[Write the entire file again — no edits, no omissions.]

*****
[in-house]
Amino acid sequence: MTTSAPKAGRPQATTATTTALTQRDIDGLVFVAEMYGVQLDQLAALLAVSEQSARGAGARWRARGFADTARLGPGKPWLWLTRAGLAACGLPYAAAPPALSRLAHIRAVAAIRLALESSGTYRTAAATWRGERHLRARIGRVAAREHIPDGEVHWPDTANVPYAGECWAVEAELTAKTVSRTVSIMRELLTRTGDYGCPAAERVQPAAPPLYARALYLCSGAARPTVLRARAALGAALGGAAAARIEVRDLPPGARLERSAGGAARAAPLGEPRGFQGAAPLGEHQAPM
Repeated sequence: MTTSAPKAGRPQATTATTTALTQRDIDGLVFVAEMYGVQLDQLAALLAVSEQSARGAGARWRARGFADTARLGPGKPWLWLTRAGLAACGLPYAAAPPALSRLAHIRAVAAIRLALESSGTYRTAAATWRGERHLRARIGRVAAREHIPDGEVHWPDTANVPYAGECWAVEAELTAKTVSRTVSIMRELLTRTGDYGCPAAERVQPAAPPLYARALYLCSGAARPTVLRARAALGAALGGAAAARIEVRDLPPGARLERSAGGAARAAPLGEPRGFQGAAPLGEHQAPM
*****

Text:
[in-house]
Amino acid sequence: MTTSAPKAGRPQATTATTTALTQRDIDGLVFVAEMYGVQLDQLAALLAVSEQSARGAGARWRARGFADTARLGPGKPWLWLTRAGLAACGLPYAAAPPALSRLAHIRAVAAIRLALESSGTYRTAAATWRGERHLRARIGRVAAREHIPDGEVHWPDTANVPYAGECWAVEAELTAKTVSRTVSIMRELLTRTGDYGCPAAERVQPAAPPLYARALYLCSGAARPTVLRARAALGAALGGAAAARIEVRDLPPGARLERSAGGAARAAPLGEPRGFQGAAPLGEHQAPM
Repeated sequence: MTTSAPKAGRPQATTATTTALTQRDIDGLVFVAEMYGVQLDQLAALLAVSEQSARGAGARWRARGFADTARLGPGKPWLWLTRAGLAACGLPYAAAPPALSRLAHIRAVAAIRLALESSGTYRTAAATWRGERHLRARIGRVAAREHIPDGEVHWPDTANVPYAGECWAVEAELTAKTVSRTVSIMRELLTRTGDYGCPAAERVQPAAPPLYARALYLCSGAARPTVLRARAALGAALGGAAAARIEVRDLPPGARLERSAGGAARAAPLGEPRGFQGAAPLGEHQAPM